April 12, 2017 in Daily Bulletin
Dan Nosowitz delved into the past and present of how car models are named:
- American car names have typically reflected current trends. In the 1930s and 1940s “the Zephyr”, “the Commander”, and, the retrospectively unfortunate “Dictator” were marketed.
- With the advent of the space race in the 70s and 80s Americans were buying “Comets”, “Meteors”, and “Satellites”.
- When Mercedes Benz entered the American market, it differentiated itself as a maker of luxury cars. Its habit of using alphanumeric code names (e.g., “Mercedes-Benz 770K”) began to be emulated by anyone trying to make high-end cars.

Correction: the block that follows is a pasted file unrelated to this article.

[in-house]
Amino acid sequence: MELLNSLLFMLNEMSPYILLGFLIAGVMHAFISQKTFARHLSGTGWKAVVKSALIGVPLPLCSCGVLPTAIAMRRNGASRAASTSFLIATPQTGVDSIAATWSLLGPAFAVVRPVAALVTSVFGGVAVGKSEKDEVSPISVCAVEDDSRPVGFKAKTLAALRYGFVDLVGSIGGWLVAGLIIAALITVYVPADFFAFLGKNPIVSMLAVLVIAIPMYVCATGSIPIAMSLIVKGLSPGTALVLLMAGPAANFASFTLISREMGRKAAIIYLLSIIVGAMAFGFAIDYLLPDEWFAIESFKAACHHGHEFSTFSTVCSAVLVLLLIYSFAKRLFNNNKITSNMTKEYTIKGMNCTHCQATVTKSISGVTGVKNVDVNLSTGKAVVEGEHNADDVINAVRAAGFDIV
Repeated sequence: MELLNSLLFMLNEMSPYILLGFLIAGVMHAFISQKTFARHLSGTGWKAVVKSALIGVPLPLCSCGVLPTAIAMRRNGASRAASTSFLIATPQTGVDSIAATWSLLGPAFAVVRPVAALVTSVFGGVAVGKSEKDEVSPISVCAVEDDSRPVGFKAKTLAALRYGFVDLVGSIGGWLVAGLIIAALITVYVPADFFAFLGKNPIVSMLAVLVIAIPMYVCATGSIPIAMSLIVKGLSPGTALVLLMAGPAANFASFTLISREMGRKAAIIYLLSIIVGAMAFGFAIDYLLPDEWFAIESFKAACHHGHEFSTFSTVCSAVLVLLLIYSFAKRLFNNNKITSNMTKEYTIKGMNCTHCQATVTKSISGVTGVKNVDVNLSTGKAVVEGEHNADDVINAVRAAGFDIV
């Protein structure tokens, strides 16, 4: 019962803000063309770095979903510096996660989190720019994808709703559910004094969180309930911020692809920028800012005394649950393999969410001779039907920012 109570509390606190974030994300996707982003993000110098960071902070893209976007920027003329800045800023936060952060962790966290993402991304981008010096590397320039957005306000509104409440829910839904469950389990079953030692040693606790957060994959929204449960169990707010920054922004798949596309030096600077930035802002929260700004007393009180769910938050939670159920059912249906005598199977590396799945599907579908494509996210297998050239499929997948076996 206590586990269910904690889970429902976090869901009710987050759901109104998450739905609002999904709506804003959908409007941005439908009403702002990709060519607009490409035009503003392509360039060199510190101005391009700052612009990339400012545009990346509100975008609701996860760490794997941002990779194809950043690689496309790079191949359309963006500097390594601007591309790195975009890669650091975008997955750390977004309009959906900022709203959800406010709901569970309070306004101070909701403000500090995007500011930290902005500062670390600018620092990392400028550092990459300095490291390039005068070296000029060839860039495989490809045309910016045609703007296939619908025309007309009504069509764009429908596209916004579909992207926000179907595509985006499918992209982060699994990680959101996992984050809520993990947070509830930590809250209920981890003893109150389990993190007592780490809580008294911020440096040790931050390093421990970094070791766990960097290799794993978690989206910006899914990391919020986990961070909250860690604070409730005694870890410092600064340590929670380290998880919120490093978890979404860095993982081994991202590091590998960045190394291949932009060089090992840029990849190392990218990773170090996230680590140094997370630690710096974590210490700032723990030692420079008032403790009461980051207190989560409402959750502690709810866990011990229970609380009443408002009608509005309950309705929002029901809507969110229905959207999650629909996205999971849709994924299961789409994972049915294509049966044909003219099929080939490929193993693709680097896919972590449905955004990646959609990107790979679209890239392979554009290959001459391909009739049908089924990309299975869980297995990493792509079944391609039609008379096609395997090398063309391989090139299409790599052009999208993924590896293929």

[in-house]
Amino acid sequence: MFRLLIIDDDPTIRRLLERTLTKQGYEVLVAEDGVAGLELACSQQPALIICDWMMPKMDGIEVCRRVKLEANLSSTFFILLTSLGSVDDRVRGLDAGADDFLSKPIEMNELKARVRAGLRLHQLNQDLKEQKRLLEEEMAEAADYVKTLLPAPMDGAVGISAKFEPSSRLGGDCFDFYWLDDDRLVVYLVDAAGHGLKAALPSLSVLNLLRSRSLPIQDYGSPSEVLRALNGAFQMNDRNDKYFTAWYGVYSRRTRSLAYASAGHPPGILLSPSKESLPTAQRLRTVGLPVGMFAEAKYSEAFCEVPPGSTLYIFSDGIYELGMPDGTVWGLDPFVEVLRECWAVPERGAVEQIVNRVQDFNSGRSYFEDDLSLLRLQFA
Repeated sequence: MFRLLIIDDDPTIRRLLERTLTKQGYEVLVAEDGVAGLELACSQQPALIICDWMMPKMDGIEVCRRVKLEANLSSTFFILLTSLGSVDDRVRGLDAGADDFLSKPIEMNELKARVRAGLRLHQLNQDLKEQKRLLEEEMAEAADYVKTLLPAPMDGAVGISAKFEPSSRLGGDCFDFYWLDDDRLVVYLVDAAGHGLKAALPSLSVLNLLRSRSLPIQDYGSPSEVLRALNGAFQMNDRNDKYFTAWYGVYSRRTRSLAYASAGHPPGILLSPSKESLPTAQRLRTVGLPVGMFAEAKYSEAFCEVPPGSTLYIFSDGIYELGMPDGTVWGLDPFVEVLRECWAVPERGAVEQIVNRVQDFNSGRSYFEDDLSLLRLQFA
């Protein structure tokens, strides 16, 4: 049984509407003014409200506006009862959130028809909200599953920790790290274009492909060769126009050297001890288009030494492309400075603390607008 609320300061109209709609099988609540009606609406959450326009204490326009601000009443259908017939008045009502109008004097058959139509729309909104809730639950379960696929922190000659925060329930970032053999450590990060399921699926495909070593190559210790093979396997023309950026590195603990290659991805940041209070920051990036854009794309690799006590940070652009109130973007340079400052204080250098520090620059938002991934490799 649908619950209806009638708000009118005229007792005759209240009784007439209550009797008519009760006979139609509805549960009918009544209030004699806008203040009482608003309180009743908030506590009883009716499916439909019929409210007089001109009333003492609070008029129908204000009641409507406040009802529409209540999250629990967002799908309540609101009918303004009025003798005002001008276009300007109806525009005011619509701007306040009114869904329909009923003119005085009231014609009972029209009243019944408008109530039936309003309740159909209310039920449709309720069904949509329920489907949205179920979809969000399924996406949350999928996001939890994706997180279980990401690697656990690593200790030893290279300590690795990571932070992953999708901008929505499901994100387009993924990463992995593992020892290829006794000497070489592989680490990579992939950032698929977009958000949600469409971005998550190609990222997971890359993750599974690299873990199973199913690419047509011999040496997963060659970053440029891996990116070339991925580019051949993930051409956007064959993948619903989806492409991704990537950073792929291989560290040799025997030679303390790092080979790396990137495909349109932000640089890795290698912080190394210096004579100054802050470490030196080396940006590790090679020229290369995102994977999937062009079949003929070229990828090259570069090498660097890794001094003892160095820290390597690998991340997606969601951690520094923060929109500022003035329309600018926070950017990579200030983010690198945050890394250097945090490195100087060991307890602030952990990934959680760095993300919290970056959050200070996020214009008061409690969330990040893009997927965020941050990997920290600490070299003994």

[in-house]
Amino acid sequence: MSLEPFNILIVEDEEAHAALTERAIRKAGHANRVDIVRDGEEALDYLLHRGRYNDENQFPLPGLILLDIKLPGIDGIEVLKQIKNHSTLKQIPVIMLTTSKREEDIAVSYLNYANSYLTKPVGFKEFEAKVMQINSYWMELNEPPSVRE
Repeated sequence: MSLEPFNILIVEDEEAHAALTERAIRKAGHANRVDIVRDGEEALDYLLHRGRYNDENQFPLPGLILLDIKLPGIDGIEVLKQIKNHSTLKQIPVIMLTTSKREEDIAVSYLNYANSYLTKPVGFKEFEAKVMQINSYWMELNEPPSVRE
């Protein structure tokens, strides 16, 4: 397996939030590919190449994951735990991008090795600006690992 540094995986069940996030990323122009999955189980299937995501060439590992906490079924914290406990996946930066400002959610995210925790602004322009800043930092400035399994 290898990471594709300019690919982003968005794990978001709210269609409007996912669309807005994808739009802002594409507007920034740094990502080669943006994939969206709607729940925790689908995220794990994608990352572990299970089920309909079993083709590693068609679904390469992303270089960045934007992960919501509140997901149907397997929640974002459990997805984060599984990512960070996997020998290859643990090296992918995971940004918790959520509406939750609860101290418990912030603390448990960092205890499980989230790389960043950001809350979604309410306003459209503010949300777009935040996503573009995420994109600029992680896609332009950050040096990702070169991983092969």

- The trend continues. Today the rich can choose among the Lexus LS500, Volvo S90, and Mercedes CLS550.
- Meanwhile most Americans will purchase a Honda Accord or Toyota Highlander.
- Using an alphanumeric code name for a vehicle keeps the focus on the fact that the car is a Mercedes Benz – the model is unimportant – helping to enhance the automaker’s brand.
- It also helps preserve the value of a car by mitigating the risk of anachronistic car names. Who, after 1939, would have wanted to purchase “The Dictator”?
Read more on Atlas Obscura.